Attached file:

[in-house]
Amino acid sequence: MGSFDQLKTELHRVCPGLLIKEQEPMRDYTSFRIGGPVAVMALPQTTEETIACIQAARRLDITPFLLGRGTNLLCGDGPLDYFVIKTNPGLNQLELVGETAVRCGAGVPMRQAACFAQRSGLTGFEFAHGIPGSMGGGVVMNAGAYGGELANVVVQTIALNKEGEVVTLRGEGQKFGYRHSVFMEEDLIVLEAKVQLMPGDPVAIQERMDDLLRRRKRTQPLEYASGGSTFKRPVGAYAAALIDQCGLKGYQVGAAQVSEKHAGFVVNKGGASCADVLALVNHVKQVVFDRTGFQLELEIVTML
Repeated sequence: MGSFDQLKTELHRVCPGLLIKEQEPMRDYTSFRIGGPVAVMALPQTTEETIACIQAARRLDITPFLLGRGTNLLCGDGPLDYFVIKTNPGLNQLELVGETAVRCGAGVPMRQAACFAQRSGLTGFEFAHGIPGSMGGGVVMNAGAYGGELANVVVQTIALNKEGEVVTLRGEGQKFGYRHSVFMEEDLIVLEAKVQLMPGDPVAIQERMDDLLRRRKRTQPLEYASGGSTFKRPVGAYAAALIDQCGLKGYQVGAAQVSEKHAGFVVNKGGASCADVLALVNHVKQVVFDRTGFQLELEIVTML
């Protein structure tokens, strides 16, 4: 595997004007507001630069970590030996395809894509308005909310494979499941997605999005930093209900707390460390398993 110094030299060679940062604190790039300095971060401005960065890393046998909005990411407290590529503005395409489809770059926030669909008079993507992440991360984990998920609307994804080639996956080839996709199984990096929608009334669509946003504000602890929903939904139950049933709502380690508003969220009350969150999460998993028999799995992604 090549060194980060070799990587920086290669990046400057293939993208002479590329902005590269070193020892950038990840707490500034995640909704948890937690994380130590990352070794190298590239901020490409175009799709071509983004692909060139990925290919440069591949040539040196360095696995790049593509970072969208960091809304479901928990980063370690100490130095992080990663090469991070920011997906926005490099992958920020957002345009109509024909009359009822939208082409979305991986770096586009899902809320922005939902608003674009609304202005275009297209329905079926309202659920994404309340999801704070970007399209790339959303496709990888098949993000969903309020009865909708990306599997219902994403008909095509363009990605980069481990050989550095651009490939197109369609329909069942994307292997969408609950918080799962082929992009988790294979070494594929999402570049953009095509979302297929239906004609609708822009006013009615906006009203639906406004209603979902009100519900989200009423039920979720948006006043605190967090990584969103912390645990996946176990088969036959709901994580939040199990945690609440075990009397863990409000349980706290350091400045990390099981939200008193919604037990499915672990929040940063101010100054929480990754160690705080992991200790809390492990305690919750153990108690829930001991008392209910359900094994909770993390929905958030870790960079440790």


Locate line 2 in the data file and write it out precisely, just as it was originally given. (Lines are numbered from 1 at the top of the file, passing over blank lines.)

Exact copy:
Amino acid sequence: MGSFDQLKTELHRVCPGLLIKEQEPMRDYTSFRIGGPVAVMALPQTTEETIACIQAARRLDITPFLLGRGTNLLCGDGPLDYFVIKTNPGLNQLELVGETAVRCGAGVPMRQAACFAQRSGLTGFEFAHGIPGSMGGGVVMNAGAYGGELANVVVQTIALNKEGEVVTLRGEGQKFGYRHSVFMEEDLIVLEAKVQLMPGDPVAIQERMDDLLRRRKRTQPLEYASGGSTFKRPVGAYAAALIDQCGLKGYQVGAAQVSEKHAGFVVNKGGASCADVLALVNHVKQVVFDRTGFQLELEIVTML